In contrast, Mostafa Farook, Practice Manager of The Barkantine Practice, close to Canary Wharf in East London with its huge commuter base, welcomes the potential flood of new patients. The 15,000-list practice already operates a walk-in service for local workers, but this is currently a “one-off service” that doesn’t support continuity of care.
Mr Farook says: “The abolition of practice boundaries could be a good opportunity to register those patients with the practice and provide regular care.” By registering, he says, commuter patients would then get the practice’s “whole range of services to cover their healthcare issues”. His practice has estimated that they will attract between 7,000-8,000 new patients once free registration is a reality.
Despite welcoming the potential of additional funding, however, he says the devil is in the detail. “We don’t know the government’s actual plan. There are a lot of issues involved – home visits and how those services will be covered when we accept patients from outside our boundary – those sorts of issues need to be resolved and the government needs to come up with a full package of ideas.”
Indeed, while the government’s health white paper of 2010 did indicate that ‘funding will follow the patient’, the question of how this will compensate non-urban practices affected by the ‘commuter shift’ has yet to be clarified.
Furthermore, practices are currently penalised financially if they feel they are too heavily subscribed and cannot accept more patients. Under their contractual arrangements, a GP practice can only turn down an application to register if the PCT has already agreed that they can close their list to new patients, or if they have other reasonable non-discriminatory grounds. Practices with a closed list can be prevented from offering profitable new enhanced services to their existing patients while they work with the PCT to reopen their list.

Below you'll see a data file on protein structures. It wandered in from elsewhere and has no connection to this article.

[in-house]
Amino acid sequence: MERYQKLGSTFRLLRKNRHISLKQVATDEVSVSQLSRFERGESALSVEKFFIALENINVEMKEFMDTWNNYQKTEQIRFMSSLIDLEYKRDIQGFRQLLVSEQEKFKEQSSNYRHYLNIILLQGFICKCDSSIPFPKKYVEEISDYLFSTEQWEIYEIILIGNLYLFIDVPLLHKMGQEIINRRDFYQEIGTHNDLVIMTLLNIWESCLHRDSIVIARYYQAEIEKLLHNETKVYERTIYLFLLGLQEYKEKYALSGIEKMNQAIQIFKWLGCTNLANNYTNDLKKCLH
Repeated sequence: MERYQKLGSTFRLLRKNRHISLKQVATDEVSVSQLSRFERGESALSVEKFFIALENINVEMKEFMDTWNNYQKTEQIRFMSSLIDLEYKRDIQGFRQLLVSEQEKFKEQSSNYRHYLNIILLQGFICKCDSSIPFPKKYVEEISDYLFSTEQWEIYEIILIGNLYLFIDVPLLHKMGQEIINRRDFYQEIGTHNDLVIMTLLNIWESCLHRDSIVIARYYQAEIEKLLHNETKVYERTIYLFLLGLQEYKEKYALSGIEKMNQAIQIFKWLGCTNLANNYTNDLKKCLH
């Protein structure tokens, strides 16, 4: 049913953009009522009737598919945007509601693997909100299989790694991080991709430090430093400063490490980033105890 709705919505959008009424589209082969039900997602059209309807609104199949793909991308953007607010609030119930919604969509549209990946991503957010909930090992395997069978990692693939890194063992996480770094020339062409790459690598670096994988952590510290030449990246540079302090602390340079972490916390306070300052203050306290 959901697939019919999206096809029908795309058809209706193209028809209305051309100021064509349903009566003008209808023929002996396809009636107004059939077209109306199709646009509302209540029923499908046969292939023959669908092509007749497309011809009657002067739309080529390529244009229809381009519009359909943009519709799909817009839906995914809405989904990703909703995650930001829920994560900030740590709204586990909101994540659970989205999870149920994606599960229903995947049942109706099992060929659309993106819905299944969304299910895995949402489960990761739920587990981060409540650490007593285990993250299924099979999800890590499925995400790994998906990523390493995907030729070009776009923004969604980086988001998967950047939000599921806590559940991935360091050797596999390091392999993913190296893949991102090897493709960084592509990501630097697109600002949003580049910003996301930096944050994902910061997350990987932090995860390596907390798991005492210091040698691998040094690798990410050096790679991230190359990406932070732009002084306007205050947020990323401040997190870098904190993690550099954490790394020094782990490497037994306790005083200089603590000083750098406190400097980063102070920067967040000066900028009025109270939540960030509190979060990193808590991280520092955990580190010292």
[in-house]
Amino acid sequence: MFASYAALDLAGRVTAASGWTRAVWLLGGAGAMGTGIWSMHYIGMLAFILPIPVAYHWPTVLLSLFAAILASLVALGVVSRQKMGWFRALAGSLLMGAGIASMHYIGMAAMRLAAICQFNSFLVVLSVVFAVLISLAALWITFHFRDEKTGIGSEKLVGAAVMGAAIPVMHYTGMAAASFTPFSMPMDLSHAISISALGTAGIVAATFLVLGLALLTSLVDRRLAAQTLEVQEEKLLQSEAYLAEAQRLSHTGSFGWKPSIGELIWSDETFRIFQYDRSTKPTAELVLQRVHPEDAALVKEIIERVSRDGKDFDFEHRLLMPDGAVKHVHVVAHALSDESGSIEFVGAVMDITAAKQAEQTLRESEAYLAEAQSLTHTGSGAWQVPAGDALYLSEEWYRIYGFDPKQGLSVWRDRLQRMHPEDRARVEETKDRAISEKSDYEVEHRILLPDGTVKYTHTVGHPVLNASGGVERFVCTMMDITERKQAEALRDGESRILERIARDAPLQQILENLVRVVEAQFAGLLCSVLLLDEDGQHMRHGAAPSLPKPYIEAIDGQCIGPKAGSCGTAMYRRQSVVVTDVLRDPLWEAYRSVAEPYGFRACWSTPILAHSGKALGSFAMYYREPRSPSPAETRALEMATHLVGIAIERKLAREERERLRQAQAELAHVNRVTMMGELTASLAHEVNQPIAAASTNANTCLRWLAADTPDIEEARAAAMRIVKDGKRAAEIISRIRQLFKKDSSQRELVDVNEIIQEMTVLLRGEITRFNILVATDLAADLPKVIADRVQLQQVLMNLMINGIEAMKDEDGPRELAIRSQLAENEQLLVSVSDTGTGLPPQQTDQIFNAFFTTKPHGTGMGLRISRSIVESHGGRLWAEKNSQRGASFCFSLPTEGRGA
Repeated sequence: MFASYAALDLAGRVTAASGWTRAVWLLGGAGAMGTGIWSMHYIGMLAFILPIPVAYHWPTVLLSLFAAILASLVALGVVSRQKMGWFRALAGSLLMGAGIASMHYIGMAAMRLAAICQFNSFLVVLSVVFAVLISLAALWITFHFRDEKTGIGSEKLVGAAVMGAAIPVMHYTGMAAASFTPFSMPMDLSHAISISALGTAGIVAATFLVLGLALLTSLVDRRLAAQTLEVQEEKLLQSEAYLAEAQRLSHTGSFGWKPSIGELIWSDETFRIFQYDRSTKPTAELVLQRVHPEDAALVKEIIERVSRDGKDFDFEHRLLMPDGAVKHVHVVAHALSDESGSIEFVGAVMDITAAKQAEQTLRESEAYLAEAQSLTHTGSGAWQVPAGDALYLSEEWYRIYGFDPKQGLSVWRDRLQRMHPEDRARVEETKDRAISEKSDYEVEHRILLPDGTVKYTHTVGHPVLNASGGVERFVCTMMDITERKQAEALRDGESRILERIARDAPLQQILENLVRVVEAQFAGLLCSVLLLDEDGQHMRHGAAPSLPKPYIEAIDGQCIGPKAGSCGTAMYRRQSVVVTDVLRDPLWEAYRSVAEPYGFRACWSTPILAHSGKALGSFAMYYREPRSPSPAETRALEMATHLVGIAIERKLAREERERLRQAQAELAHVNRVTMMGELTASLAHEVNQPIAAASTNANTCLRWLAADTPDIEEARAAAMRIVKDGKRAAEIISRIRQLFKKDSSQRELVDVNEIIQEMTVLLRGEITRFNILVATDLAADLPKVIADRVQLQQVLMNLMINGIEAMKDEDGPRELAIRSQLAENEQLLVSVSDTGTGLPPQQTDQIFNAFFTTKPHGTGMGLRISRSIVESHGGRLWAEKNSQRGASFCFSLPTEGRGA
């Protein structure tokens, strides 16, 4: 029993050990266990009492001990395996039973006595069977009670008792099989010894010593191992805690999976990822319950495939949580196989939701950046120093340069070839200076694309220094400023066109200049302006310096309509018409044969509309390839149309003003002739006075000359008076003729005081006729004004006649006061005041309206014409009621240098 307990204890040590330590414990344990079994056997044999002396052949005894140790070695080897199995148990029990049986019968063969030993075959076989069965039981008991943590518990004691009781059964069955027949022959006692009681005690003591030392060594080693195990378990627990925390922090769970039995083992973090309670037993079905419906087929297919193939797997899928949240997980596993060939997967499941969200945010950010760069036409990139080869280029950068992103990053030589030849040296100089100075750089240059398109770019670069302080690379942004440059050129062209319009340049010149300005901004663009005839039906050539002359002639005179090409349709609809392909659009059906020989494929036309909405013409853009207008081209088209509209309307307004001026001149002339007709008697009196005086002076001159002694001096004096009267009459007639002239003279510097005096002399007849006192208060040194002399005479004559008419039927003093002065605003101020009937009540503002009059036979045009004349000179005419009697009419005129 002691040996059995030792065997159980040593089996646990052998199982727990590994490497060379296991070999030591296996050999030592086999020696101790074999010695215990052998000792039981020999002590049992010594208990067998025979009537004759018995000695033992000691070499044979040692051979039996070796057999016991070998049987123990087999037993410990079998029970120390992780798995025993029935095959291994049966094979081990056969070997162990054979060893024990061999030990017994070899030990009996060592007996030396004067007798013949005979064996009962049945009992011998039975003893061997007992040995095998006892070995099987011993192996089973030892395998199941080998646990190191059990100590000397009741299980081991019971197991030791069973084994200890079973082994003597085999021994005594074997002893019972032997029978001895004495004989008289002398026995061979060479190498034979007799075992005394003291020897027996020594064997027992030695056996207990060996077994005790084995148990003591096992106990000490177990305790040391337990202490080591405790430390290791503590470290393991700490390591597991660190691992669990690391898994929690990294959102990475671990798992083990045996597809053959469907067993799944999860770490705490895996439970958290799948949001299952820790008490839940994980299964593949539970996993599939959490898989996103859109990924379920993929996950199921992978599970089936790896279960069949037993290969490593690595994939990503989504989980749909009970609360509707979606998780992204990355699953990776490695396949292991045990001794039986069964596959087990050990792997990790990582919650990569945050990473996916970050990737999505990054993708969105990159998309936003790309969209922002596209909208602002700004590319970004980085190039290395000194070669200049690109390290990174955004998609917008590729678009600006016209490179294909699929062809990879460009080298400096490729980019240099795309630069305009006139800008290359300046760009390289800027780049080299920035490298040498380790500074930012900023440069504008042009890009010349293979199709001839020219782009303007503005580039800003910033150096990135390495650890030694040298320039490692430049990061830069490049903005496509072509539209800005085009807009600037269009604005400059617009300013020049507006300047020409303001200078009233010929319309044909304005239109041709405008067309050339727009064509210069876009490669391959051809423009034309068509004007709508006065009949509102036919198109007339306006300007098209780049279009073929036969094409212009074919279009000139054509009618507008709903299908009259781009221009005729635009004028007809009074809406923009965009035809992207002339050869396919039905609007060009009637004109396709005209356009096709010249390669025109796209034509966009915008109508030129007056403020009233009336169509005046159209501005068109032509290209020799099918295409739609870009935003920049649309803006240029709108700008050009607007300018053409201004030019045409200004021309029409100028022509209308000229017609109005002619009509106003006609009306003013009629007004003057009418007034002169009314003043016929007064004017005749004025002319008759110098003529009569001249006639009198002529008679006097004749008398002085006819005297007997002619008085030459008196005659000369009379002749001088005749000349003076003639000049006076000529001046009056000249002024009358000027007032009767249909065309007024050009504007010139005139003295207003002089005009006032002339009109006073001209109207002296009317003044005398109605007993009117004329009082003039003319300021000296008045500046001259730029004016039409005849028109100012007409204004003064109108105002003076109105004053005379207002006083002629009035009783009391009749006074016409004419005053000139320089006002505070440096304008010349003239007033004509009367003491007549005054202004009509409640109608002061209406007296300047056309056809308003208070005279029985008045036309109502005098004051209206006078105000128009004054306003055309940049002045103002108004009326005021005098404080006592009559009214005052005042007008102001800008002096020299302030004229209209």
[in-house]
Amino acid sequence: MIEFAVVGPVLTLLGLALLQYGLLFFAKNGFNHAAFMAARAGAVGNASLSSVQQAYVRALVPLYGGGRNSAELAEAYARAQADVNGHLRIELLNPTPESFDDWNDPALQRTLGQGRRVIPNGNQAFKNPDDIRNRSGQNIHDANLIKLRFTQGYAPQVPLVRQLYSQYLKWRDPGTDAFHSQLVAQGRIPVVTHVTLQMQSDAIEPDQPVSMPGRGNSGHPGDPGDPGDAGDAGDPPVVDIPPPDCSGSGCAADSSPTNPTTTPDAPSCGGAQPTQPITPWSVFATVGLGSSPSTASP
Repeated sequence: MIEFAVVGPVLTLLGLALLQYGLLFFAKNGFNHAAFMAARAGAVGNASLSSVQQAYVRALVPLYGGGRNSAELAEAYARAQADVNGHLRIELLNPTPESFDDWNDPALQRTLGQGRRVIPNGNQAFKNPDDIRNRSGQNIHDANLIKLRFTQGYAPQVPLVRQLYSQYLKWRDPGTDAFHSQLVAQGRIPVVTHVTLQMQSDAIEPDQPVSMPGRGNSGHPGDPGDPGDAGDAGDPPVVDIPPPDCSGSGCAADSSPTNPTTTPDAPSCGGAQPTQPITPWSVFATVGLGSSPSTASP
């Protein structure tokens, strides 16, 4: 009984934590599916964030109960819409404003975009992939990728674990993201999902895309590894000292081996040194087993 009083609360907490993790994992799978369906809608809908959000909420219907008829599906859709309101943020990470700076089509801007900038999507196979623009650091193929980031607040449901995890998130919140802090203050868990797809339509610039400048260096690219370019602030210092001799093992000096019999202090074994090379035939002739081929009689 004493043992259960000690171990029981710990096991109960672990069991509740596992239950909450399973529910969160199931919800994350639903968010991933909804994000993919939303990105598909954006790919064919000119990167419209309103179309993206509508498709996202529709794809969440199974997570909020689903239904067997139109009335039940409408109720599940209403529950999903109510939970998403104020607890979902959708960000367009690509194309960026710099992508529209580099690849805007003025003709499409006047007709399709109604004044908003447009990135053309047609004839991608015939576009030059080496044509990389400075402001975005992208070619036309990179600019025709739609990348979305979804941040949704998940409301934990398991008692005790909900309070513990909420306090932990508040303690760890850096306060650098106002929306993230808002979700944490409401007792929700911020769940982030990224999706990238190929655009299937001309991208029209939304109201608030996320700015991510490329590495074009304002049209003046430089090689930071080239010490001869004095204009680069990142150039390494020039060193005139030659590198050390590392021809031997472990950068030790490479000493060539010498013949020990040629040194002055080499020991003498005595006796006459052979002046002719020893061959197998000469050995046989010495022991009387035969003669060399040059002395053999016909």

If a popular practice were to attract many new patients and close its list, would the practice still be liable for a financial penalty? It’s difficult to determine the potential impact of this – there are 6,324 GP practices in England, but the DH has no central information about the numbers of practices who are currently not accepting new patients.
Detail has yet to emerge that could satisfy practice managers on this issue. A DH spokesman told MiP that the issue of practices closing their lists to patients has been highlighted in the consultation and will be discussed with GPs “in due course”.
And it’s still not clear how the administrative side of this will be dealt with. Practices will be paid according to the number of patients on their list – but there are concerns over how the patient’s pathway through the system will be ‘tracked’.